Ebola, eCigarettes and microbiomes: Hot topics at Society of Toxicology annual meeting

By Gareth Macdonald

- Last updated on GMT

San Diego convention centre hosts SOT 2015
San Diego convention centre hosts SOT 2015

Related tags Contract research organization

Ebola, electronic cigarettes and microbiomes are opportunities for the preclinical research sector according to delegates at a US industry conference this week.

San Diego, US is host to the Society of Toxicology (SOT) annual conference this week, welcoming nearly 7,000 preclinical sector professionals to discuss the latest trends and developments.

US contract research organisation (CRO) Charles River Laboratories (CRL) has sent 90 staff to SOT this year according to company musculoskeletal research scientist Rana Samadfam, who told Outsourcing pharma that microbiome science is a big focus this year.

A trend we are seeing at SOT this year are discussions surrounding the new and red-hot area of microbiome science represented in a number of talks and papers. It’s new and it’s interesting and it’s no longer just the focus of microbiologists.”

For our non-microbiologist readers, a microbiome is the collection of microorganisms that all animals carry – humans are colonised by 200 and 1400grams of bugs according to various estimates​ – which impact health.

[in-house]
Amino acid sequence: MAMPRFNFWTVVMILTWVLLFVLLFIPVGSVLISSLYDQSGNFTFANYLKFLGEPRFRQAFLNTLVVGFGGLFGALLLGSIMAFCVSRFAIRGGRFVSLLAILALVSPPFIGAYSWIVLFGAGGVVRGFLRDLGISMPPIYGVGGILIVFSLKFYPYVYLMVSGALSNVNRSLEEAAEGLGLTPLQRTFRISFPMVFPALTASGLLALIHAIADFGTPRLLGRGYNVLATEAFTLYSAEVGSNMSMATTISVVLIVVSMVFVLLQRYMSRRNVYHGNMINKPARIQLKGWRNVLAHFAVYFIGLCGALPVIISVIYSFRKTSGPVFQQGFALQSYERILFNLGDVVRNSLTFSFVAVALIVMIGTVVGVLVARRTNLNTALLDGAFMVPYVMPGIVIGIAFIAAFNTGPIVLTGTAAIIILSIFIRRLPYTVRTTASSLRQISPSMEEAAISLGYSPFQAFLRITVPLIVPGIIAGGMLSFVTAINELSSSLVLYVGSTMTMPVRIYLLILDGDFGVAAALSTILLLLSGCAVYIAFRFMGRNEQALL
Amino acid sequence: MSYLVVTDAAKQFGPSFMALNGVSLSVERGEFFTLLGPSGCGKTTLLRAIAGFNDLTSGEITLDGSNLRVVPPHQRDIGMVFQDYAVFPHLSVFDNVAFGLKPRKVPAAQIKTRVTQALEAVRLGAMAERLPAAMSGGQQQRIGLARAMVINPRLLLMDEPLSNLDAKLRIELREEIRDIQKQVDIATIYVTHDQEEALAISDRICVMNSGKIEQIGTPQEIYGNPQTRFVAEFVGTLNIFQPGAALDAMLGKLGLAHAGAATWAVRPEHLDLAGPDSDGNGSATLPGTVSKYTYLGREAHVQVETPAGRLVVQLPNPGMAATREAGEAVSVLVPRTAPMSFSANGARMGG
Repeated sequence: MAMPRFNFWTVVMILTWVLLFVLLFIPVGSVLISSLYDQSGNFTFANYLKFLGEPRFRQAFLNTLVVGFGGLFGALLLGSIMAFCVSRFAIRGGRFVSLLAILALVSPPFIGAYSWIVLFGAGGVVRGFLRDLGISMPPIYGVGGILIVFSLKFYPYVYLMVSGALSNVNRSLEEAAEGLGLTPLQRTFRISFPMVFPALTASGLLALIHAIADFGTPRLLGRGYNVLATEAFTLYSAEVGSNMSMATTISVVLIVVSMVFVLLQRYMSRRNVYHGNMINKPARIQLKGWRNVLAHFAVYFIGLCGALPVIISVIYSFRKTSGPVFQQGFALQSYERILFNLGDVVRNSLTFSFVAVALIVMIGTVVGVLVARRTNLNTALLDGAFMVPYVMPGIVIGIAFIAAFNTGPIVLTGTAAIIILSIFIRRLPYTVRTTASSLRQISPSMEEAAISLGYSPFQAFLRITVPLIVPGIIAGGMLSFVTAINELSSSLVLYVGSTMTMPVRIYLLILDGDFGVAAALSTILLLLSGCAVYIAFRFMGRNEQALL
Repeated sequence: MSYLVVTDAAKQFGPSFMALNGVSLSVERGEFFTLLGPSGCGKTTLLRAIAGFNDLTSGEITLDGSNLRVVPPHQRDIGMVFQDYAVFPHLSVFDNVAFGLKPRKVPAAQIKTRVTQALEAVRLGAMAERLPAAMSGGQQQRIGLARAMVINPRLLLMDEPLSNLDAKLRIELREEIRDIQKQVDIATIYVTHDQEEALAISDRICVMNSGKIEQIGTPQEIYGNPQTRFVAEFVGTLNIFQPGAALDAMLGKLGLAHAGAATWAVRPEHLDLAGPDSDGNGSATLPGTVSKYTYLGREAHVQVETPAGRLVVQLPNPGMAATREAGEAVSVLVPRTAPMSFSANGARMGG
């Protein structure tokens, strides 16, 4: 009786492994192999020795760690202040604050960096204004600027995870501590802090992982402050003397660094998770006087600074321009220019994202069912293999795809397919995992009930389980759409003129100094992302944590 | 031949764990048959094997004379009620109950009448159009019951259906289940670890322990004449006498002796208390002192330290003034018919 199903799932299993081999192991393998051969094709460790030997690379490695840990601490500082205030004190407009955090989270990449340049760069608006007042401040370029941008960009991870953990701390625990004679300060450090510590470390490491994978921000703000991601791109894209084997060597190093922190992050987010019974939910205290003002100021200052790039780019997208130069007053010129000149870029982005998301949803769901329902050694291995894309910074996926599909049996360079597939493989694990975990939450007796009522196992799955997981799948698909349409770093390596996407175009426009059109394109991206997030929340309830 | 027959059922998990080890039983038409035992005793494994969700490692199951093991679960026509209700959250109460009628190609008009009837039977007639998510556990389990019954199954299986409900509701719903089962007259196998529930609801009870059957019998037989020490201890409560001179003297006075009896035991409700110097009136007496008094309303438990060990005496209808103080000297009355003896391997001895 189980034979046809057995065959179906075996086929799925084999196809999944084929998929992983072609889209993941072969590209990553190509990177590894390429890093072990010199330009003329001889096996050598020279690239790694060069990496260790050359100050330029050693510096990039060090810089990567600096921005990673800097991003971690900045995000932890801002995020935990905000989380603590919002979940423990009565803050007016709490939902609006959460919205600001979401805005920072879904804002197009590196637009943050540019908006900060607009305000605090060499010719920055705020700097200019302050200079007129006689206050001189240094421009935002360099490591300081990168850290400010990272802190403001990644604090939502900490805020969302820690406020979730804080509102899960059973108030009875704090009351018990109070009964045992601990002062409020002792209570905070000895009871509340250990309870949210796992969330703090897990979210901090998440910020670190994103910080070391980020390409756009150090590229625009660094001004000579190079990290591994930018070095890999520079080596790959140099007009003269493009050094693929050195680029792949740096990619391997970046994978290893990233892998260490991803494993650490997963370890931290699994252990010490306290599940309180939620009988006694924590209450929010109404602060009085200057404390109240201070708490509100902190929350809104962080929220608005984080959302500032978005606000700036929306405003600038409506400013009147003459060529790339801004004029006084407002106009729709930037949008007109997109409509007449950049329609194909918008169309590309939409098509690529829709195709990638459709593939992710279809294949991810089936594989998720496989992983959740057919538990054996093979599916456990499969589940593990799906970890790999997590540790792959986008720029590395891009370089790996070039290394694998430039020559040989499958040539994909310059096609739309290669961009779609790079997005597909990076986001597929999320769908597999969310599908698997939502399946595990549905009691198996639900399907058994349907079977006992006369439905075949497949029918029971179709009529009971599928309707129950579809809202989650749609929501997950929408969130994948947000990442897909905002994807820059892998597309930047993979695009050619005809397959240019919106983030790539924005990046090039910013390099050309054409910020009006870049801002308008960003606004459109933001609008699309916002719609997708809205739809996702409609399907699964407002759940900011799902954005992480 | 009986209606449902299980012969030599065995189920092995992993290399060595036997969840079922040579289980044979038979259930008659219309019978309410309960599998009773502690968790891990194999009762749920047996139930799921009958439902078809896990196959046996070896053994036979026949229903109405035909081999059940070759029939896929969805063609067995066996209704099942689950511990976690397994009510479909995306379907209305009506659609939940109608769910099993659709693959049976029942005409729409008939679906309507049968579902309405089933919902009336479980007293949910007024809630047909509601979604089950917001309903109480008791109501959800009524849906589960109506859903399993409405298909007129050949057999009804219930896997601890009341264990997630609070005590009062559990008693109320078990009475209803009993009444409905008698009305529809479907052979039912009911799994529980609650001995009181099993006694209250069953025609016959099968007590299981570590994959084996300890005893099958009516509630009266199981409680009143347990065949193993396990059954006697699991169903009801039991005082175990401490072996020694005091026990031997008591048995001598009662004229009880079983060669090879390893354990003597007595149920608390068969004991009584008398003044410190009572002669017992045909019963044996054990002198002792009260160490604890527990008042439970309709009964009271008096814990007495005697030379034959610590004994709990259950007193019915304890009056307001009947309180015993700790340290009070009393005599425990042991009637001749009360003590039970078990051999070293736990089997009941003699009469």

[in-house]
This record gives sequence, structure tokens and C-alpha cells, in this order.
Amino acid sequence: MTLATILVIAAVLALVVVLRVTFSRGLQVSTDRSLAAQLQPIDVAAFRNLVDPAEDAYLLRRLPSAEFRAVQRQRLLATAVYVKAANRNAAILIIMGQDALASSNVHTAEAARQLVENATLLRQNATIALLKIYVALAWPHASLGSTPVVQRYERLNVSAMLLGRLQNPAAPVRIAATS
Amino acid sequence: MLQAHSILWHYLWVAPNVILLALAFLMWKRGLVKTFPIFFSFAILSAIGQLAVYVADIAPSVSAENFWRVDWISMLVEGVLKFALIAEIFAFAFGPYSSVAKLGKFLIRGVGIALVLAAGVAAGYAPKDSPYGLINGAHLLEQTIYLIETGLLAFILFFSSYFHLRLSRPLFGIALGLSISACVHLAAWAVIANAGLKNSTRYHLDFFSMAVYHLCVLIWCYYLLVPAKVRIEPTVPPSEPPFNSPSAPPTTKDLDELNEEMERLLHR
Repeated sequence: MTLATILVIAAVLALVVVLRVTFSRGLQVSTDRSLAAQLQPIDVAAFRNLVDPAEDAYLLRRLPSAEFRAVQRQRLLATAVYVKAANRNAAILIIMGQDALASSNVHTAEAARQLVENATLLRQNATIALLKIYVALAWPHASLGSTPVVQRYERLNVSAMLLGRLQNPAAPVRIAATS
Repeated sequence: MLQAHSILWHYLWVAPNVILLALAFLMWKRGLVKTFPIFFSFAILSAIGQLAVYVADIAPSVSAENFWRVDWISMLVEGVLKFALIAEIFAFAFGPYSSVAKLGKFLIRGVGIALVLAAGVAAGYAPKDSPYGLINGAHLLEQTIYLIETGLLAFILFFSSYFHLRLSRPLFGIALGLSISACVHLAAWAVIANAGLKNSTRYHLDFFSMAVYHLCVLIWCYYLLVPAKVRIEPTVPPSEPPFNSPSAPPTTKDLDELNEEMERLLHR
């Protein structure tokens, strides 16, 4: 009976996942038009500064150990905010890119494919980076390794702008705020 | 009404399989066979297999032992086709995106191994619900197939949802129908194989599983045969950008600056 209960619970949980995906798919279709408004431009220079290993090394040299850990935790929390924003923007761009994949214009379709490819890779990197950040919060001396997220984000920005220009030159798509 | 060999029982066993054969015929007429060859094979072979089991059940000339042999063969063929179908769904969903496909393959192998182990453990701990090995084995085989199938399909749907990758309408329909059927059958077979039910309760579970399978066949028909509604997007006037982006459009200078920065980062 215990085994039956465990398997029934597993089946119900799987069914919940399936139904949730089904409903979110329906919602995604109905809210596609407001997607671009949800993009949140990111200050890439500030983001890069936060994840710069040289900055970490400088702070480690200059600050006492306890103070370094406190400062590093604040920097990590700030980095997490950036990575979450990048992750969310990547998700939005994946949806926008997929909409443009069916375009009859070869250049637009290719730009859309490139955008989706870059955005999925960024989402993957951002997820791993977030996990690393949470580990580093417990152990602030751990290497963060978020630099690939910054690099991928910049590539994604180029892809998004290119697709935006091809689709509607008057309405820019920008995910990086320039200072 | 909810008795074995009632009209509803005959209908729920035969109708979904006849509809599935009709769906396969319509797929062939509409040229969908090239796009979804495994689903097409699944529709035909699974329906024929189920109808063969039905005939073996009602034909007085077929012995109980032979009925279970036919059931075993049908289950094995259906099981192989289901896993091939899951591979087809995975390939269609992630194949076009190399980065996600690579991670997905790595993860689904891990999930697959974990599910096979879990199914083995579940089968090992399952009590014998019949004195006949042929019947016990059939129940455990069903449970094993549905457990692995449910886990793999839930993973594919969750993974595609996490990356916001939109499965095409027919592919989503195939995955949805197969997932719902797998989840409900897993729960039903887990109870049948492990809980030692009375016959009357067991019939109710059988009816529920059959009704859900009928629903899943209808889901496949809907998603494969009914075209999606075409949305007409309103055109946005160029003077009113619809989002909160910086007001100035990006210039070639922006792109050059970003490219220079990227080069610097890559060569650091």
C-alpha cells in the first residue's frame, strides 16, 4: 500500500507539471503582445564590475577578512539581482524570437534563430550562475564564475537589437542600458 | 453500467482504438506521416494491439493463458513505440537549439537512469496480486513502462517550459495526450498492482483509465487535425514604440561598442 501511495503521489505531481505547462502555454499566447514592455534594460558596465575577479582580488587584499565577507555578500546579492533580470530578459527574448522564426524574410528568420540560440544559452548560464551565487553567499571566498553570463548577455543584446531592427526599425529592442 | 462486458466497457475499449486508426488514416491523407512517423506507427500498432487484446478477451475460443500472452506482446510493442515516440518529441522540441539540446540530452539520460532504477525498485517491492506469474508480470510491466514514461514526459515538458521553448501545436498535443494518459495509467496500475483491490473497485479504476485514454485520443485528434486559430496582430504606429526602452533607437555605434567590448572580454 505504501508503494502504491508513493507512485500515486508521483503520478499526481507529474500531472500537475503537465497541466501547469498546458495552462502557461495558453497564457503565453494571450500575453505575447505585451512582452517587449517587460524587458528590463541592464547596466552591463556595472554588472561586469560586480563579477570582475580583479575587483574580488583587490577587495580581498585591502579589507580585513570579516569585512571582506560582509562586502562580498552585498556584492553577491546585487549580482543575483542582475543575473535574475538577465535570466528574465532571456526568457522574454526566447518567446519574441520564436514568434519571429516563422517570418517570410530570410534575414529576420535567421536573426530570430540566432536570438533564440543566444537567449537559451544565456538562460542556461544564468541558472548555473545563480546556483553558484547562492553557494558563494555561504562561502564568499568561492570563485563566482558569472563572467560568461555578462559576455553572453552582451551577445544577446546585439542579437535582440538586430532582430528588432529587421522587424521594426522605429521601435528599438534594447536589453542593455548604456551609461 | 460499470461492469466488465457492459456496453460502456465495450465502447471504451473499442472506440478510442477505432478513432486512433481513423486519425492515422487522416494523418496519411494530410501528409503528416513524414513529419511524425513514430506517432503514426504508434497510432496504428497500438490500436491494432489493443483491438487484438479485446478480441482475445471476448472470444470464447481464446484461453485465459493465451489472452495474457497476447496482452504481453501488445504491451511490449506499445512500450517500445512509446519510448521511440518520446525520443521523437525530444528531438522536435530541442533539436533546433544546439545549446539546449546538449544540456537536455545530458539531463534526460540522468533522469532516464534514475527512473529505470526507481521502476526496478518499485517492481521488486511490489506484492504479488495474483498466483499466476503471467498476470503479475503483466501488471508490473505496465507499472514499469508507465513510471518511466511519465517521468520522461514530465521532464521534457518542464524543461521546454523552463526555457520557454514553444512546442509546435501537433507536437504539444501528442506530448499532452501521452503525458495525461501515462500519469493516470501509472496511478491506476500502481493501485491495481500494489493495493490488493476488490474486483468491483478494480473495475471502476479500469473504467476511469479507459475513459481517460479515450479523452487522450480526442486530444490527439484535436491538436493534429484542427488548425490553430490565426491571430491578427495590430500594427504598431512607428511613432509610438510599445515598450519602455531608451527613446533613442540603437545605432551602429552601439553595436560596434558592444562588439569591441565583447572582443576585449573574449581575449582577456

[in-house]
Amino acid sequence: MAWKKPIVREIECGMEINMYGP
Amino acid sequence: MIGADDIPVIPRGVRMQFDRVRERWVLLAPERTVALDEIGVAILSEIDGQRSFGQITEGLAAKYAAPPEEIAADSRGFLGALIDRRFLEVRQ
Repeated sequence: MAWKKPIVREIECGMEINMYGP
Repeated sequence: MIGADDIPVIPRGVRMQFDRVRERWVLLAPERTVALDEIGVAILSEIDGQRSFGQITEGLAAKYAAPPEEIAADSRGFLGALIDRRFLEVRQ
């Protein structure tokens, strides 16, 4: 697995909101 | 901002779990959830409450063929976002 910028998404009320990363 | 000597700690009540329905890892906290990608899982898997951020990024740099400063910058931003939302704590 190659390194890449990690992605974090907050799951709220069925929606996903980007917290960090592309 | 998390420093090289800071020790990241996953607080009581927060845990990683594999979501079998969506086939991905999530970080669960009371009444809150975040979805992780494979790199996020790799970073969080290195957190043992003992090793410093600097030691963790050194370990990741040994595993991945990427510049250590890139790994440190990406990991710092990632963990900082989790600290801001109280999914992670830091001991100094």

In preclinical research it is increasingly being recognised that the microbiomes of animals used to test drugs need to be taken into consideration when interpreting results.

e-Cigarettes and new diseases

For Battelle Life Sciences Research emerging diseases are a hot topic at SOT this year.

Spokesman Chris Corsbie told us “there are many emerging infectious diseases that require development of new drugs and vaccines and these studies require specialized biocontainment facilities" ​adding that "many of these diseases require regulatory approval under the FDA “Animal Rule” where pivotal efficacy must be demonstrated in animals. To accomplish this there are often requirements to establish specific biomarkers in the animal model that will represent efficacy in humans​.”

Crosbie cited Ebola as an example, explaining that: “This year’s special session will highlight our knowledge of the development of drugs and vaccines for Ebola.​”

He also highlighted inhalation research as a growth area for the preclinical sector, explaining that the market is being driven by “new regulatory initiatives for tobacco products and specifically new harm-reduction products like electronic cigarettes​.”

Minimizing animal research

Growing regulatory demand for more effective drug safety testing is coupled with pressure to minimize the use of animals in research and this is another hot topic for SOT attendees according to Corsbie, who explained the firm monitors alternatives to keep pace with the changing environment.

He said the Battelle had focused on “becoming proficient in robust in vitro models for drug safety and then predicting when these new techniques will become acceptable and embraced by the FDA” adding that the firm a goal of minimizing the use of animals in research. 

Related topics Preclinical Research Preclinical

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